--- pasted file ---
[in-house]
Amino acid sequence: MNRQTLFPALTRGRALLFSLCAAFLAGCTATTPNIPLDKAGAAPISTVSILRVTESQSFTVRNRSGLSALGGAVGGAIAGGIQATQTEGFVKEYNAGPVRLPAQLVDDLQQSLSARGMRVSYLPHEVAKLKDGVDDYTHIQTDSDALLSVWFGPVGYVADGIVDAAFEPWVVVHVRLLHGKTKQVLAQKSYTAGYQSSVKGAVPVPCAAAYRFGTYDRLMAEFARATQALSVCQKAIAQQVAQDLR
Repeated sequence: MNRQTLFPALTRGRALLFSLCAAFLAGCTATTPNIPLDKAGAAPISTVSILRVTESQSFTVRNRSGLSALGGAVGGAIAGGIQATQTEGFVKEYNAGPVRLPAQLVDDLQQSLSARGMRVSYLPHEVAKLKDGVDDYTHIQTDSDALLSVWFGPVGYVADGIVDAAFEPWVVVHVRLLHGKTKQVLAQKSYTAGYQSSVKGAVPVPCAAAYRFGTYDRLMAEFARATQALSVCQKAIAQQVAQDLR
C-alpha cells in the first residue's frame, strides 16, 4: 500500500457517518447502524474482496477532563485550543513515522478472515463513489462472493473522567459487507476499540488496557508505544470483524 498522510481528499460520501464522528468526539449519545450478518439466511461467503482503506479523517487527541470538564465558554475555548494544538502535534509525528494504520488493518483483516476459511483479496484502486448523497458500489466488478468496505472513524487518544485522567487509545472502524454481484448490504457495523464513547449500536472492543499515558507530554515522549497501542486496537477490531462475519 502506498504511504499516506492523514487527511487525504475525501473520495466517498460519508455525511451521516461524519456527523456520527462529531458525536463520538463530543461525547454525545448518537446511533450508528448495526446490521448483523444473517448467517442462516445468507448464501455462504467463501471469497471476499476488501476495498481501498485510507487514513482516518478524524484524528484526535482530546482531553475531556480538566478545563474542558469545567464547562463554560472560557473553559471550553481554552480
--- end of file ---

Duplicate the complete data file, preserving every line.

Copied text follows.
[in-house]
Amino acid sequence: MNRQTLFPALTRGRALLFSLCAAFLAGCTATTPNIPLDKAGAAPISTVSILRVTESQSFTVRNRSGLSALGGAVGGAIAGGIQATQTEGFVKEYNAGPVRLPAQLVDDLQQSLSARGMRVSYLPHEVAKLKDGVDDYTHIQTDSDALLSVWFGPVGYVADGIVDAAFEPWVVVHVRLLHGKTKQVLAQKSYTAGYQSSVKGAVPVPCAAAYRFGTYDRLMAEFARATQALSVCQKAIAQQVAQDLR
Repeated sequence: MNRQTLFPALTRGRALLFSLCAAFLAGCTATTPNIPLDKAGAAPISTVSILRVTESQSFTVRNRSGLSALGGAVGGAIAGGIQATQTEGFVKEYNAGPVRLPAQLVDDLQQSLSARGMRVSYLPHEVAKLKDGVDDYTHIQTDSDALLSVWFGPVGYVADGIVDAAFEPWVVVHVRLLHGKTKQVLAQKSYTAGYQSSVKGAVPVPCAAAYRFGTYDRLMAEFARATQALSVCQKAIAQQVAQDLR
C-alpha cells in the first residue's frame, strides 16, 4: 500500500457517518447502524474482496477532563485550543513515522478472515463513489462472493473522567459487507476499540488496557508505544470483524 498522510481528499460520501464522528468526539449519545450478518439466511461467503482503506479523517487527541470538564465558554475555548494544538502535534509525528494504520488493518483483516476459511483479496484502486448523497458500489466488478468496505472513524487518544485522567487509545472502524454481484448490504457495523464513547449500536472492543499515558507530554515522549497501542486496537477490531462475519 502506498504511504499516506492523514487527511487525504475525501473520495466517498460519508455525511451521516461524519456527523456520527462529531458525536463520538463530543461525547454525545448518537446511533450508528448495526446490521448483523444473517448467517442462516445468507448464501455462504467463501471469497471476499476488501476495498481501498485510507487514513482516518478524524484524528484526535482530546482531553475531556480538566478545563474542558469545567464547562463554560472560557473553559471550553481554552480